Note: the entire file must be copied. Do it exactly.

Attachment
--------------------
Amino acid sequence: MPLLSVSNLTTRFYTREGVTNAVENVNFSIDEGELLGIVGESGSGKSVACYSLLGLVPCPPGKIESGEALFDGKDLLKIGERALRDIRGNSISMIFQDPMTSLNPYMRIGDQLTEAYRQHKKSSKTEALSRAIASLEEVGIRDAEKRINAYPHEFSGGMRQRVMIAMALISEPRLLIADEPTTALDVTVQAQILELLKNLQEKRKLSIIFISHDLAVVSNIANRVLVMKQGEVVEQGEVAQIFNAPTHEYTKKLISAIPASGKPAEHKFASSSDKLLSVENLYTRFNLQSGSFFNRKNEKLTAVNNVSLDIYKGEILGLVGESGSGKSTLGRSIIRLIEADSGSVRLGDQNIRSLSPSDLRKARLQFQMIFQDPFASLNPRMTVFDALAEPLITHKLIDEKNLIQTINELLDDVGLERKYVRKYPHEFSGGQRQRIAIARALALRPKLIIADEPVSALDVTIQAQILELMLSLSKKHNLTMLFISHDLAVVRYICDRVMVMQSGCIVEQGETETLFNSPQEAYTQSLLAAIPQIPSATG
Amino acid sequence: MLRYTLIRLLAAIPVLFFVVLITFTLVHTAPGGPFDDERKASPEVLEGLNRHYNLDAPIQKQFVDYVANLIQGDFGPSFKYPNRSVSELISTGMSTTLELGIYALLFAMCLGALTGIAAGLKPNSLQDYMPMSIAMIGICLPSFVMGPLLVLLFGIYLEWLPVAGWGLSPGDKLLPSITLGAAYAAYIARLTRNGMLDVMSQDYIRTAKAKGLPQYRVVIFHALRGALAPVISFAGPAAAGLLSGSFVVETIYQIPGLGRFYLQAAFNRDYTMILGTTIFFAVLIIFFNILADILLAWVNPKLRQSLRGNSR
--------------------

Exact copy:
Amino acid sequence: MPLLSVSNLTTRFYTREGVTNAVENVNFSIDEGELLGIVGESGSGKSVACYSLLGLVPCPPGKIESGEALFDGKDLLKIGERALRDIRGNSISMIFQDPMTSLNPYMRIGDQLTEAYRQHKKSSKTEALSRAIASLEEVGIRDAEKRINAYPHEFSGGMRQRVMIAMALISEPRLLIADEPTTALDVTVQAQILELLKNLQEKRKLSIIFISHDLAVVSNIANRVLVMKQGEVVEQGEVAQIFNAPTHEYTKKLISAIPASGKPAEHKFASSSDKLLSVENLYTRFNLQSGSFFNRKNEKLTAVNNVSLDIYKGEILGLVGESGSGKSTLGRSIIRLIEADSGSVRLGDQNIRSLSPSDLRKARLQFQMIFQDPFASLNPRMTVFDALAEPLITHKLIDEKNLIQTINELLDDVGLERKYVRKYPHEFSGGQRQRIAIARALALRPKLIIADEPVSALDVTIQAQILELMLSLSKKHNLTMLFISHDLAVVRYICDRVMVMQSGCIVEQGETETLFNSPQEAYTQSLLAAIPQIPSATG
Amino acid sequence: MLRYTLIRLLAAIPVLFFVVLITFTLVHTAPGGPFDDERKASPEVLEGLNRHYNLDAPIQKQFVDYVANLIQGDFGPSFKYPNRSVSELISTGMSTTLELGIYALLFAMCLGALTGIAAGLKPNSLQDYMPMSIAMIGICLPSFVMGPLLVLLFGIYLEWLPVAGWGLSPGDKLLPSITLGAAYAAYIARLTRNGMLDVMSQDYIRTAKAKGLPQYRVVIFHALRGALAPVISFAGPAAAGLLSGSFVVETIYQIPGLGRFYLQAAFNRDYTMILGTTIFFAVLIIFFNILADILLAWVNPKLRQSLRGNSR